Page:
British soldiers on the rooftop and at Haifa port, overseeing orderly expulsion of Palestinians of Haifa.
Abed Abdi and his family fleeing from Haganah forces.
Abed Abdi and his family on a boat seeking refuge in Lebanon.
below: the Triptych: Becoming A Refugee in 1948 (PART s 1,2 and 3)
below: the Triptych: Becoming A Refugee in 1948 (PART 2
created on the 70th anniversary of the expulsion of Palestinians from Haifa.
see also: part 2 of this painting
At the center of the painting: Abed Abdi’s father, who refused to leave Haifa in the midst of the mass exodus of the Palestinians from the city on 22nd April 1948.
Left: The expulsion of Palestinians from Haifa on 22nd April 1948.
Right: Abed Abdi’s family leaving Haifa with a boat to Acre, then on to Lebanon.
See Part 2 of this artwork
Historical Background of the painting:
“The Battle of Haifa, called by the Jewish forces Operation Bi’ur Hametz (Hebrew: מבצע ביעור חמץ “Passover Cleaning“), was a Haganah operation carried out on 21–22 April 1948 and was a major event in the final stages of the civil war in Palestine, leading up to the 1948 Arab-Israeli War.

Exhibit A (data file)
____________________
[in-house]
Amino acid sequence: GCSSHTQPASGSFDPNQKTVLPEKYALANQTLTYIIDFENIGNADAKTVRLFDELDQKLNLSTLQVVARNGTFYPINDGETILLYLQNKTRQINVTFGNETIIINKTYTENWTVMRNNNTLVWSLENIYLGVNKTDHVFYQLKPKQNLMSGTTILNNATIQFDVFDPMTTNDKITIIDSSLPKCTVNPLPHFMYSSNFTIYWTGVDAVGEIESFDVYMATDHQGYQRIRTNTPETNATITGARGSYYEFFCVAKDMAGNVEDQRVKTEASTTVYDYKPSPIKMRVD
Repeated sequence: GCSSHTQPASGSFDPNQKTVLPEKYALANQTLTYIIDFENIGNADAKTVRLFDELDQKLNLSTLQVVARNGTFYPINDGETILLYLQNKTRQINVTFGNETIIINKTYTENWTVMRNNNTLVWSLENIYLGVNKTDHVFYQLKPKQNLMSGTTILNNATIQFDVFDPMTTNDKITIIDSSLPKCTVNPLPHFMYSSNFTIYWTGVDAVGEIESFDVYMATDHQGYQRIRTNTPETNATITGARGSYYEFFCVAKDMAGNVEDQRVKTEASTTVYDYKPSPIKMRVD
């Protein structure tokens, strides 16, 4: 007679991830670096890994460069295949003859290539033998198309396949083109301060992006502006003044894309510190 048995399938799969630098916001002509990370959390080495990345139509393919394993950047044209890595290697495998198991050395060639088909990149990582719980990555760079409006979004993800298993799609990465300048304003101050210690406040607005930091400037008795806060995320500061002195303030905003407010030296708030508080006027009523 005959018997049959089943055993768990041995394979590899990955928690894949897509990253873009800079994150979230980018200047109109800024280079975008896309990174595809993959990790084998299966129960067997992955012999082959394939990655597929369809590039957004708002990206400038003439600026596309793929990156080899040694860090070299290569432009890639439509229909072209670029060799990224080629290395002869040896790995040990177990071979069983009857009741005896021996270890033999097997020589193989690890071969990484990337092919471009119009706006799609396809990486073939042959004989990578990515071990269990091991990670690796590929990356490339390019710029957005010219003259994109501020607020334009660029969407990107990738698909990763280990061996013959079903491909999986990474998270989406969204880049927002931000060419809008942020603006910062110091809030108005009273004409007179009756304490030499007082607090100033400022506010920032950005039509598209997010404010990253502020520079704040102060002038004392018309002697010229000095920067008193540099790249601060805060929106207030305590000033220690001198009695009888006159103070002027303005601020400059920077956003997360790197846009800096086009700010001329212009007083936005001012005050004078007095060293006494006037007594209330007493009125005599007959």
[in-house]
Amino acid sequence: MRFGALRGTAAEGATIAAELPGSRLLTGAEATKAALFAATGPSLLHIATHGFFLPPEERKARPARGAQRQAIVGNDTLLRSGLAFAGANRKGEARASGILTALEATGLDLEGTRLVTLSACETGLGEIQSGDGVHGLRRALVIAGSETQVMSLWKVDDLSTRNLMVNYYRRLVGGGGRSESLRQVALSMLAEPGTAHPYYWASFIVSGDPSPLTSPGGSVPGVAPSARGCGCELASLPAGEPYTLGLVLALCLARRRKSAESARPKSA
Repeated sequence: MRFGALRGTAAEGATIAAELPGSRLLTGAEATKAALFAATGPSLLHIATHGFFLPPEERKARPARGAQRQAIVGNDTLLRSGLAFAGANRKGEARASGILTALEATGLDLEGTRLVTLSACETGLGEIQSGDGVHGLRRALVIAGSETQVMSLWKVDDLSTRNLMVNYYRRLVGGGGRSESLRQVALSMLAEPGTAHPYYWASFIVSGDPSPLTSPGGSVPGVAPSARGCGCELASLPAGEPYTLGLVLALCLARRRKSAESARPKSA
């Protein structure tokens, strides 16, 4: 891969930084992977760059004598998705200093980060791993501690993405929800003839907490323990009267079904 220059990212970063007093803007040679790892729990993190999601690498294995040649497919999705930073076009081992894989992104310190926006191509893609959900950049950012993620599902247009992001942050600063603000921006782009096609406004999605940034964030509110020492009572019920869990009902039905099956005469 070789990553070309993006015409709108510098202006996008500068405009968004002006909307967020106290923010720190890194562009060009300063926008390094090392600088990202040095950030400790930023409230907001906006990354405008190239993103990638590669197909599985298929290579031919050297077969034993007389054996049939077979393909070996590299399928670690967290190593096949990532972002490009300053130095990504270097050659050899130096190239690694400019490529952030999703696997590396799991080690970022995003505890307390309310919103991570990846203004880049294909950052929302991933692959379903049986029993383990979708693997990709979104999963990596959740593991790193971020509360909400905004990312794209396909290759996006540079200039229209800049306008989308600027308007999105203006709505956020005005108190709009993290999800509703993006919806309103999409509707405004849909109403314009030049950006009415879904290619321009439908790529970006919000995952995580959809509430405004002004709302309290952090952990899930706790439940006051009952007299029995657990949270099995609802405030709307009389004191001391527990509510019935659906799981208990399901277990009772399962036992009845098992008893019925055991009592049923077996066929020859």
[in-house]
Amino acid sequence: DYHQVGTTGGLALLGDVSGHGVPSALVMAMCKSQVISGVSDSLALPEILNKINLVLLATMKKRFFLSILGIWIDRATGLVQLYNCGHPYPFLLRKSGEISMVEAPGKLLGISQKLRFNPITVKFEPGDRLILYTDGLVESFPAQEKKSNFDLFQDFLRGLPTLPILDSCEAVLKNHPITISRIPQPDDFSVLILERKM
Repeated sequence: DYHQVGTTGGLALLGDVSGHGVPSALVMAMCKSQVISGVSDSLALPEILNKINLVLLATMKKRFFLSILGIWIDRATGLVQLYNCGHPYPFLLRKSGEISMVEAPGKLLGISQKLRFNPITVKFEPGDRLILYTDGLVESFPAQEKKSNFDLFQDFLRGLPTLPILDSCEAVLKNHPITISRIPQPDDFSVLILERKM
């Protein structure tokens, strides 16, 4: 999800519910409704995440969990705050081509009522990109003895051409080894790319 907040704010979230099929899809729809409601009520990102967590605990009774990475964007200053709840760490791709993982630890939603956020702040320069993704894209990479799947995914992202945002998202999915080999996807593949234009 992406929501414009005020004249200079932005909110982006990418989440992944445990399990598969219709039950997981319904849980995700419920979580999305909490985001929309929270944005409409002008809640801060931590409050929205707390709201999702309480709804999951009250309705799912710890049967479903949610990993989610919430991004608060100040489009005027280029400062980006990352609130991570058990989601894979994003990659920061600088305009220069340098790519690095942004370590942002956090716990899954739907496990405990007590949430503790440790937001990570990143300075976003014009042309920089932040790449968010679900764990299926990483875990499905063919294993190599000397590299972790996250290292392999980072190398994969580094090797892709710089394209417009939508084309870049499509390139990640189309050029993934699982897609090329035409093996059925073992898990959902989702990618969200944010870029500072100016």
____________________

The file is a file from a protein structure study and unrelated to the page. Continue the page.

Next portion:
The objective of the operation was the capture of the Arab neighborhoods of Haifa.”
“Maklef, who would become the third Israeli chief of staff, orchestrated the operation and gave orders to his troops in the Palestinian neighborhoods (which, according to official Israeli records, were already empty of the Palestinians who had “left voluntarily”).
The Hagana Archives recorded: “When the bombardment of the neighborhoods is concluded, troops will attack fiercely and aggressively and kill every Arab they meet. I am sending you flammable devices as well. You should burn every flammable object. I am sending you sappers with kits for breaking into houses” (3).
Adherence to these orders within the small area in which thousands of Palestinians lived produced panic. Without leadership, without any proper defense or any agency responsible for law and order (the British army’s responsibility), the people began a massive exodus; an instinctive, hasty departure, leaving personal and household possessions behind.
(…) In the meantime, the British played a minimal role in the occurrences, refusing to intervene. All they did was help evacuate Palestinians from their houses. They took some of the Palestinians to Acre and some further to Lebanon (5).
The masses surged towards the port, hoping to find a ship that would take them away from the city. The moment they left, their houses were pillaged.
By 22 April the streets near the port were jammed with desperate people looking for refuge and safety”
notes for the above passage:
(5) Palestine Royal Commission Report (London, 1937), pp.348 352; Survey of Palestine (London, 1946), pp.129 131
“Later, a series of laws passed by the first Israeli government prevented Arabs who had left from returning to their homes or claiming their property. They and many of their descendants remain refugees.